As Montreal hosts COP15 – A gathering of nation leaders , whose main focus is on protecting nature and halting biodiversity loss around the world, we are urged to re-examine our relationship to Nature, Earth and the links that bind ourselves to others.
Canada hopes to reach its target of conserving 25 per cent of Canada’s land and waters by 2025, and 30 per cent by 2030.
Making the headlines as one of the key points of discussion from the conference is that Indigenous-led conservation and a national network of land protectors are key to Canada and Quebec reaching targets of land conservation by 2030, according to the Indigenous Leadership Initiative: a national network that aims to affirm nationhood through asserting rights over land and water, that are taking part in COP15 this week.
To achieve our goals, collaboration and a vivid awareness of our current global challenges with Nature has to be acknowledged by the masses.
Here in Montreal, the artists of the group Oktoecho express the common perpetual quest for harmony between man and nature, drawing inspiration from the music and sacred dances of Sufi and Indigenous traditions in Canada.
Yesterday at the Pratt & Whitney Canada Hall of the Théâtre de la Ville in Longueuil , the Oktoecho ensemble brought together on stage over 22 artists from 6 Indigenous nations yesterday at Transcestral – a unique show that combined the sacred ancestral traditions of Canadian indigenous music and Sufi trance music.
The range of read poetry, spoken word, Inuit throat singing , rhythmic drum beats and meditation whirling dervish emphasized our never-ending search for harmony and oneness with nature and was a true hymn to life !
“Although our music is not sacred, it is inspired by ceremonial music. Commonalities such as Earth, Healing, Tribute are at the heart of Transcestral,” … explains Ms. Katia Makdissi-Warren, artistic director, composer and founder of the group.
Under Ms. Makdissi-Warren’s direction, poetess Josephine Bacon, Sufi singer Anouar Barrada, Métis singer Moe Clark, Inuit throat singers Nina Segalowitz & Lydia Etok, powwow singers Buffalo Hat Singers (Norman Achneepineskum) and 14-year-old whirling dervish Adam Barrada, created a moment of pure, lyrical bliss with original musical compositions that blended the ancestral and religious traditions together.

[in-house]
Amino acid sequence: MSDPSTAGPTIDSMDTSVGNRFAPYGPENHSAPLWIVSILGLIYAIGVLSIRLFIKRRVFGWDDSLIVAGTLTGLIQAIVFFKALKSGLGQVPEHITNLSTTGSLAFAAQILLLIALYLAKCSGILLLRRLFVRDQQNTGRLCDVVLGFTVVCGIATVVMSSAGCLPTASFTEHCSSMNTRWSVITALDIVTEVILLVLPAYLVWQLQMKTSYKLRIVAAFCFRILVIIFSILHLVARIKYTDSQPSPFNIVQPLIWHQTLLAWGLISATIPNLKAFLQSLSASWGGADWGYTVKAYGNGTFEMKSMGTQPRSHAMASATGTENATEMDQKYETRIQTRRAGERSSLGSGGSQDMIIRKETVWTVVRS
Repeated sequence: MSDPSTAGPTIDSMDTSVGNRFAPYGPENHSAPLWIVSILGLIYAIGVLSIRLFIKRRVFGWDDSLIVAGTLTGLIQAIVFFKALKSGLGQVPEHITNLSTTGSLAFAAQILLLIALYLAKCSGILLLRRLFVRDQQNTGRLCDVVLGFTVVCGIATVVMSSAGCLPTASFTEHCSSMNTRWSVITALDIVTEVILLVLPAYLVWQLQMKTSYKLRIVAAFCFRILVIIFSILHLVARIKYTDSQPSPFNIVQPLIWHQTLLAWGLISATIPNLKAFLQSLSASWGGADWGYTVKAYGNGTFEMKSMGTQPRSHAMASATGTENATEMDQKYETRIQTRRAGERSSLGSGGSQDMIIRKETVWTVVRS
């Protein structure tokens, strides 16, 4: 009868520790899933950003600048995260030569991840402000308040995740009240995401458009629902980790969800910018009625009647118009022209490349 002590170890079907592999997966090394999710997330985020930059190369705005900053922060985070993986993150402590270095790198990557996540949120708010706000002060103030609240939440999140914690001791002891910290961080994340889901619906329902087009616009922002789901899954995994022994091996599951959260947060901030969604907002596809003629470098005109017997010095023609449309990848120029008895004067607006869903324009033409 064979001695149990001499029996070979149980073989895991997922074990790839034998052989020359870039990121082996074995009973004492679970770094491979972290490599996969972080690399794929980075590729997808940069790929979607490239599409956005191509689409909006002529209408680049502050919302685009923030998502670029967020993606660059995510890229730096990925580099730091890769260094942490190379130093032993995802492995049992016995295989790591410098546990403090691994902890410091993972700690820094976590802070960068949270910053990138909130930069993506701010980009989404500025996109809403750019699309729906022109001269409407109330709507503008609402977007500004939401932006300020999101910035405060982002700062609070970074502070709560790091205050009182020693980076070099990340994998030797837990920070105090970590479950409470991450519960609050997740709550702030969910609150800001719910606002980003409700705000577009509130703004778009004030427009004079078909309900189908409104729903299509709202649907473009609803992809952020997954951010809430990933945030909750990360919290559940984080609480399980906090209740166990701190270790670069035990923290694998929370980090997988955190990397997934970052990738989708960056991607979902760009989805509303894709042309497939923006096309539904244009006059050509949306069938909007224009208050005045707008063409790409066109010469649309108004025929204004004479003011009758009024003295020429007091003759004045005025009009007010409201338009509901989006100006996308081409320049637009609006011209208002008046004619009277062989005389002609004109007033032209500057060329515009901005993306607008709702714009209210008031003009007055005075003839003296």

The pulsation and rhythmic beats of the group’s repertoire create a meditative aura that puts emphasis on a trance-like condition, more specifically the transitional period between trance and wakefulness.
This state is most obvious when the young 14 year old Adam Barrada ( featured below) comes onto the stage to perform his whirling:
This intermediate state of ecstasy between consciousness and trance has a name in both Indigenous and Sufi cultures. The Sufis refer to it as the Tarab.
It is known as NÎWNÎSHN BUNN-GEE ET-WAWA NAEN DA-MN in Anishinaabemowin.
Niki Pawatin – I had a Dream / by Moe Clark, Cheryl L’Hirondelle, Joseph Naytowhow
This beautiful track is sung in Cree.
Recorded and mixed by Mark Schmidt, April 2015, at Northern Town Music, it is one of the 11 tracks featured on Oktoecho‘s album Transcestral below:
Oktoecho‘s core mandate is to promote the creation and performance of blended musical works by local composers through the production of concerts, events, sound recordings and touring. In addition, the Oktoecho group offers specialized programs in world music (Middle Eastern, native, Jewish) to teach professional musicians and composers.
To learn more about the Oktoecho group and to listen to their music, please visit their official website :